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Going Green in the UAE BGreen singles out the best of the best green initiatives with our seal of approval

in the PUMA Creative Factory T7 Workshop at their HQ in Dubai. Open to the public across Iran, Kuwait, Qatar, Bahrain, Saudi Arabia and the UAE, designs are selected based on online votes. The most popular contributors get an all-expenses paid trip to Dubai, where their design can be made into a reality with the help of selected artists, filmmakers, musicians, fashion bloggers and designers from the region who have been flown in to participate in the project.

The world’s first recycled jacket to get redesigned in Dubai Made of 100 per cent recycled polyester, PUMA’s iconic T7 Jacket is open to a customised facelift through their recently launched “Built for one” competition. Participants are encouraged to log on to a Facebook application to create their own virtual T7 jacket design, varying colours and stamps, before 8 April. Those with winning designs are selected to participate

April 2012

PUMA’s Clever Little Innovation Another green initiative undertaken by PUMA is the launch of the Clever Little Bag in its stores. PUMA’s new packaging system saves more than 65% of paper and 60% water, energy and fuel consumption annually. Using less packaging, fewer raw materials and less water and energy in production than traditional shoeboxes, this bag translates to annual reductions of 8,500 tonnes of paper, 20 megajoules of electricity and 1 million litres of fuel and water annually. The Clever Little Bag has been highly successfully in its stores across Europe and America since its launch in 2010, and was displayed for the first time in Dubai at the last EPIC Sustainable Living Expo.

Jumeirah Emirates Towers gets Green Globe Certified Following a recent sustainability audit, the five-star Jumeirah Emirates Towers is the first of the Jumeirah Hotels & Resorts to be accredited with Green Globe Certification (GGC). GGC is the premier worldwide sustainability stamp for the tourism industry, with only roughly 800 businesses in 50 countries having met the 349 standards to date. In the UAE, Farnek Avireal holds exclusive rights to utilise the Green Globe brand for hotels in 20 different countries across the Middle East. Jumeirah Emirates Towers achieved a compliance score of 85% against the Green Globe Standard for Sustainable Travel & Tourism. Actions taken to improve sustainability performance already resulted in substantial cost savings for the hotel. The hotel now has an ambitious goal for 2012: to reduce energy use by 5% through initiatives such as LED light implementation and energyefficient coolers. In addition to the recent GGC certification, Jumeirah Emirates Towers is also recognised for its broad CSR programme which includes energy and water reductions throughout the hotel, a Sustainability Management Plan, an integrated room automation system and a Building Management System which monitors and controls the air conditioning and electrical devices when guests enter or leave their room. Jumeirah Emirates Towers also launched a ‘Daily Environmental Package’ for meetings, offering customers the opportunity to choose a greener and more affordable option than a regular ‘Daily Delegate Package’; it includes, for example, filtered water placed in carafes on the tables throughout a meeting instead of offering individual 300 ml plastic bottles to each participant.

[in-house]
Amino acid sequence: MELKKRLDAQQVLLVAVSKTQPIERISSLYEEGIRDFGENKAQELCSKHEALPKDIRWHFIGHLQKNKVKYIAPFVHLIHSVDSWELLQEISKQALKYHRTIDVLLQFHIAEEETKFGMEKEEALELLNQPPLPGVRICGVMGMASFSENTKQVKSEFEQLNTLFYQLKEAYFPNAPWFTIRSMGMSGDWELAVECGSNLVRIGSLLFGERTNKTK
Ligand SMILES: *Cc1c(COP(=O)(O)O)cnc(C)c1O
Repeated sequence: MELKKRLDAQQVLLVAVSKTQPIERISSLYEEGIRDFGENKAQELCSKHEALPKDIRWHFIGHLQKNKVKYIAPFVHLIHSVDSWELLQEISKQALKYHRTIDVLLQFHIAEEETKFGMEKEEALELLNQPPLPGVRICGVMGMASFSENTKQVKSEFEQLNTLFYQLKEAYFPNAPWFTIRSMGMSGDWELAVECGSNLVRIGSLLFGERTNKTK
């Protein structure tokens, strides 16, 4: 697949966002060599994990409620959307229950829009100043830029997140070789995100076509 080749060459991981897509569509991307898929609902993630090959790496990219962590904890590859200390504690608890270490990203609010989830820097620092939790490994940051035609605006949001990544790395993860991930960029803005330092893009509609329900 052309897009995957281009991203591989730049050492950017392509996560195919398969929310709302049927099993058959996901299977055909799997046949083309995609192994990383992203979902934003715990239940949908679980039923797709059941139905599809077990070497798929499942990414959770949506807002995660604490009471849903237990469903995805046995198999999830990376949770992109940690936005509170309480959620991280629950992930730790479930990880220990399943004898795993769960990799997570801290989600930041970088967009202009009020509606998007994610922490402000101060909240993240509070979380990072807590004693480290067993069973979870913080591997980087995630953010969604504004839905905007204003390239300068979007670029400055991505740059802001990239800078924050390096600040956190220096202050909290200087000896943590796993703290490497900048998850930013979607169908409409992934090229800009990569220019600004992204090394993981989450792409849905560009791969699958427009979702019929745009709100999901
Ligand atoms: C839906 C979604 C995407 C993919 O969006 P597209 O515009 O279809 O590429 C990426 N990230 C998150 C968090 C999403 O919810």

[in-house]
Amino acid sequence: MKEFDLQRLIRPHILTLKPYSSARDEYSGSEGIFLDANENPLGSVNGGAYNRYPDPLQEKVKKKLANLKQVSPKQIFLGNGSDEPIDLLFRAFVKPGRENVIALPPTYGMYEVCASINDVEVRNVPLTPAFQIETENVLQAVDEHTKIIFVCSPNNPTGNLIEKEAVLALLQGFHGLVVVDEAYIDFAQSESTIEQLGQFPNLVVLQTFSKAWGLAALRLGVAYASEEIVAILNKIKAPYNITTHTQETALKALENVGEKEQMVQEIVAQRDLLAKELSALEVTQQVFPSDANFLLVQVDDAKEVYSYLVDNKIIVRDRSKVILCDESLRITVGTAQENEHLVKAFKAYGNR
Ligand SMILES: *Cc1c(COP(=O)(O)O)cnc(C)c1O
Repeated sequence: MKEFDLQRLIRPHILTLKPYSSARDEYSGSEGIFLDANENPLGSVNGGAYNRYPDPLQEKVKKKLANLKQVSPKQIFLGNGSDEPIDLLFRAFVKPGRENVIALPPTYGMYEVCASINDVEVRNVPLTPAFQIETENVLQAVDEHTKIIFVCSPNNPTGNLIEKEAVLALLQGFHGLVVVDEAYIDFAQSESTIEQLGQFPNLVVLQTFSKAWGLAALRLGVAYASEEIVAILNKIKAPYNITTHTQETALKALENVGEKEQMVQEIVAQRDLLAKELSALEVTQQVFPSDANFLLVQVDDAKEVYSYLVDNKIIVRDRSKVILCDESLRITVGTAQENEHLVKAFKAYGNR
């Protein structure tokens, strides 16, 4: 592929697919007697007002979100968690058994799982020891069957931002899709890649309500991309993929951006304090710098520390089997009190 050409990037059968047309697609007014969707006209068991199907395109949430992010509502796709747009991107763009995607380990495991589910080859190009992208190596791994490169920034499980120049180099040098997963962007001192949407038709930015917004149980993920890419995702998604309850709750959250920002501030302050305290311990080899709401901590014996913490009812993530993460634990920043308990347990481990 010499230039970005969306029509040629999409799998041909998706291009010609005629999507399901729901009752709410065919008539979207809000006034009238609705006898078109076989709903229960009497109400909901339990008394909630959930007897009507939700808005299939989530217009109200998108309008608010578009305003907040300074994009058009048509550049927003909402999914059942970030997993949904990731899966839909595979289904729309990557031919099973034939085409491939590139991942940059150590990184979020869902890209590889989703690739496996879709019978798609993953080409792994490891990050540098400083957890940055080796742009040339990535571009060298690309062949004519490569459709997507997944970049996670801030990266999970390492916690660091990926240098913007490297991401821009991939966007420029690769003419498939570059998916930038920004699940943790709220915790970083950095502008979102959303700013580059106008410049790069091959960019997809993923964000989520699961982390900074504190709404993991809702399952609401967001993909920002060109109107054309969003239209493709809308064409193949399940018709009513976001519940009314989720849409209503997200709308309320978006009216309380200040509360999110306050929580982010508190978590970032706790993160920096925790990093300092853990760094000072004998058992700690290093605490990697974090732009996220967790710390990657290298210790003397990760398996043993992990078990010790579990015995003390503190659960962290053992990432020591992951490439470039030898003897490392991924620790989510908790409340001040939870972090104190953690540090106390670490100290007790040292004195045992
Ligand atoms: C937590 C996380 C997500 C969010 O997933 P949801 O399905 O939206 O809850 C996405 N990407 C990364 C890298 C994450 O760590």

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Climate Change Warriors BGreen shines light on The CArboun Initiative

BGreen: Although recently launched, Carboun seems to have a strong and unified vision for the future. What do you think catalysed the formation of the initiative? Karim Elgendy: The initial catalyst behind Carboun was a fundamental belief in the global need to transition to a more sustainable development model for our cities and a desire to reverse the adverse impacts that the Middle East’s prevalent development models have had on its economic development. Carboun was also born out of a personal concern regarding the scarcity of information about the region, especially where it relates to the built environment. This concern helped shape Carboun’s mission to include creating a body of regional knowledge that others can build on. Wissam Yassine: I think this is related to Carboun’s pace of development. The founders of the initiative were very careful not to expand its activities too fast to ensure that the initiative’s vision and objectives were maintained. They initially launched the initiative at a small scale without much of a fanfare and focused on developing quality content that would raised awareness and attract likeminded people to the initiative. This worked out very well that when the initiative decided to expand it was very successful in attracting talented individuals who believed in and shared Carboun’s objective of promoting sustainability and environmental conservation in the Middle East.

April 2012